Makes enough to drape and top a 9-inch cake, make 8 individual (3-inch) nests or 12 small (1-inch) nests, or create lots of drizzled decorations
While spun sugar is not hard to make, it does take a little time and attention to detail—mostly prepping your kitchen so you don't spend the next month scraping sticky caramel off your cabinets and floor. You can use two forks nestled together to fling the caramel across the spoon handles, but it is more efficient to use a wire cutter to snip off the rounded bottom of a metal sauce whisk to create plenty of tines to form more strands of caramel. Do not attempt to make any caramel decorations on a humid day; the caramel will be sticky and the spun sugar will collapse instead of staying light and airy.
- 1/4 cup water
- 1 cup sugar
- 1/4 teaspoon cream of tartar, or 2 tablespoons light corn syrup
Parchment Paper, Baking Sheet, Two Long-Handled Wooden Spoons or Dowels, Heavy Saucepan or Pasta Pot, Medium Bowl, Small Saucepan, Instant-Read Thermometer, White Plate, Trivet, Cut-Off Whisk or Two Forks
1. Cover the floor and cabinets with parchment paper or newspaper in a 3-foot area along the counter where you will be working. Line the baking sheet with parchment paper or a silicone mat. Lightly oil the wooden spoons or dowels and arrange them on your work surface so that their handles protrude from the edge of the surface by 7 or 8 inches. Position them 6 to 8 inches apart and set a heavy saucepan or pasta pot on them to hold them in place.
2. Fill the medium bowl halfway with ice and water and set it aside. Pour the water into the small saucepan. Sprinkle the sugar over the top 2 to 3 tablespoons at a time, allowing each addition to moisten before adding the next. Add the cream of tartar or corn syrup. Set the pan over medium-low heat and stir until the sugar is dissolved and the liquid is clear.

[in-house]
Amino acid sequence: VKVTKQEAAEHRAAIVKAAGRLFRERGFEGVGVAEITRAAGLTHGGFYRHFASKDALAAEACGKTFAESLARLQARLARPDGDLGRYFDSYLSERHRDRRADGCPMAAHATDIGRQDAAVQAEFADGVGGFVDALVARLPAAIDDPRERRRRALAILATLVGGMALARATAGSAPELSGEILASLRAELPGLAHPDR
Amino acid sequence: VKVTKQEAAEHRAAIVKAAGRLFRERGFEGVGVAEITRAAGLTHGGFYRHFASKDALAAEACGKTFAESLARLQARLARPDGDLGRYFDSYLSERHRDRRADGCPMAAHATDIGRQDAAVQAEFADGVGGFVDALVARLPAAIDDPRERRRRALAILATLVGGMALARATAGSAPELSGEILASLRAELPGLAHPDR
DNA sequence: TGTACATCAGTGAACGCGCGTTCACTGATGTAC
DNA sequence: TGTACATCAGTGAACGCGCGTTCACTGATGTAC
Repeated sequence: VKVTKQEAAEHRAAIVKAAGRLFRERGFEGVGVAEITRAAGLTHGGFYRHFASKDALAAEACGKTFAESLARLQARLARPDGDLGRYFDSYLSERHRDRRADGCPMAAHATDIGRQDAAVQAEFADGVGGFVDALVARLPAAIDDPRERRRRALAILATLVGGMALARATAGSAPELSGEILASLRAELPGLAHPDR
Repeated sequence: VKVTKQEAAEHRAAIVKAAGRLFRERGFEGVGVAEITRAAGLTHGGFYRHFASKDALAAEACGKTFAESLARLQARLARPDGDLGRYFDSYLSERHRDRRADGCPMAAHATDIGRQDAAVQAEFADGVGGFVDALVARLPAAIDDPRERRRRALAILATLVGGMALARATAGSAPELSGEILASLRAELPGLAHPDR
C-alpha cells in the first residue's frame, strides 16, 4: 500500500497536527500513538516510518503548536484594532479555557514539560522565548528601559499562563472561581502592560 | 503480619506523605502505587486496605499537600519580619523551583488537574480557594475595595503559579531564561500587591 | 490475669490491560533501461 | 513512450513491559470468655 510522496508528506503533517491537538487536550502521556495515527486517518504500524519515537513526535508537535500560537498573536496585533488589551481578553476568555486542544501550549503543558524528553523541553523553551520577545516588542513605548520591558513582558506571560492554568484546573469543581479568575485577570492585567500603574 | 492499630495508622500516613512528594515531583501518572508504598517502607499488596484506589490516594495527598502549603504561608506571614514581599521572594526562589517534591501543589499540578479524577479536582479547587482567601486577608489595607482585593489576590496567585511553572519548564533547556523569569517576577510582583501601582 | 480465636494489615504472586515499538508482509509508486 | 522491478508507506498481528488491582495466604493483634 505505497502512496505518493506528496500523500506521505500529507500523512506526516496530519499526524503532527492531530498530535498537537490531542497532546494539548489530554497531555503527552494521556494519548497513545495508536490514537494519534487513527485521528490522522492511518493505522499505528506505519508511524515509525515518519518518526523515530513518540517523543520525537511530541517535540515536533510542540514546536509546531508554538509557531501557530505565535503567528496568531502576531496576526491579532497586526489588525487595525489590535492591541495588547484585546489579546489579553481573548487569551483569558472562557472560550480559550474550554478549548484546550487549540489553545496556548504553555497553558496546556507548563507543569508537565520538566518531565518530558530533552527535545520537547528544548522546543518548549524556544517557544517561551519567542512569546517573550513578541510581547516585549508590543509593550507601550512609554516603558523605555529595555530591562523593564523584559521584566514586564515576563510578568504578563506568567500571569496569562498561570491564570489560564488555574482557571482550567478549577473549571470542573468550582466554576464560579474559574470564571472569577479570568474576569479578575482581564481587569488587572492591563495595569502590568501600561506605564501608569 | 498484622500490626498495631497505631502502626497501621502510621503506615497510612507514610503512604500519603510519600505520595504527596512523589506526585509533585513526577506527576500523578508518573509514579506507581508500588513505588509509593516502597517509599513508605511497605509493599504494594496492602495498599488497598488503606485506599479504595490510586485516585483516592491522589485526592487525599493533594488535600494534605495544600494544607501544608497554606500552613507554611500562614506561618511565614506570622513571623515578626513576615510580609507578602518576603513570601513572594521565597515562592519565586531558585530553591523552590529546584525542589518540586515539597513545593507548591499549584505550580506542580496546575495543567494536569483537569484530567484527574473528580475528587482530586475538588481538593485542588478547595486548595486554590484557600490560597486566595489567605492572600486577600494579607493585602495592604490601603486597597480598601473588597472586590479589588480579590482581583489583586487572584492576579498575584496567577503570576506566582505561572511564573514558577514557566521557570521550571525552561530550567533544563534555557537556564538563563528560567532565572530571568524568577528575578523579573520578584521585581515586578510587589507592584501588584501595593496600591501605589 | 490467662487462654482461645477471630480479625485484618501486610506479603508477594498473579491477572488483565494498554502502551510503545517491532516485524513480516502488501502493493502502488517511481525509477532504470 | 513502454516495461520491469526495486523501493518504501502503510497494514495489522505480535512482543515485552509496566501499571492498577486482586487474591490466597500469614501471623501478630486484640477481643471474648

3. Increase the heat to high and boil rapidly, swirling the pan occasionally so that the sugar cooks evenly (do not stir). Cook until the sugar turns amber. Test the color by dipping a clean spoon into the caramel and dripping a bit on a white plate. This is one of the few instances where you do not want a dark golden brown color, so keep it light.
4. Immediately remove the caramel from the heat and set the bottom of the saucepan in the bowl of ice water. This will stop the caramel from cooking-and coloring-any further. Hold it in the ice water for about 5 seconds; then remove, dry the bottom of the pan, and set on the trivet or on a folded kitchen towel.
5. Let the caramel cool, testing it every minute or so, until it falls off the ends of the whisk in thin streams rather than drops. Dip the ends of the whisk into the caramel and fling it quickly back and forth across the top of the spoon handles. The caramel should form thin, gossamer threads between the spoons. Repeat 2 or 3 times, then gather the spun sugar with your hands, pull it off the dowels, and shape it as desired, working quickly as the spun sugar becomes quite brittle as it cools. Set the shape on the prepared baking sheet. Repeat until you have used all the sugar or until you have enough spun sugar for your needs. If the caramel cools and becomes too thick to use, simply reheat over low heat until fluid again (don't boil or the caramel will darken too much).
6. Drape the spun sugar around a cake, on top of a tart, around a cream puff, or stack layer after layer of it to create a huge beehive for a dramatic presentation. Spun sugar is at its best the same day it is made, so serve the sugar or decorate with it within a couple of hours.
What The Pros Know
In a cool kitchen, the caramel in the pot can get cold quickly, making it hard and unusable. To avoid this problem, set the pot over a very low heat on top of a heat diffuser on the stove, or place the pot on a warming tray set to a low temperature. If you don't have either, you'll need to do it the old-fashioned way--reheating the caramel over a burner. Set the pan back over a low flame and give it a few minutes to melt again. Don't hurry it along over a high flame or the caramel will burn quickly. Reheated caramel will always be a bit darker, but as long as it is not too dark or burned, it will work just fine. If it gets too dark, you'll need to make some new caramel, for there is no way to save blackened sugar.
The Art and Soul of Baking
- by Sur La Table and Cindy Mushet
- Andrews McMeel Publishing 2008
- Hardcover; U.S.: $40.00 Canada: $44.00
- ISBN: 0740773348
- ISBN-13: 978-0-7407-7334-1
- Recipe reprinted by permission.
Special Valentines Recipes
This page created December 2008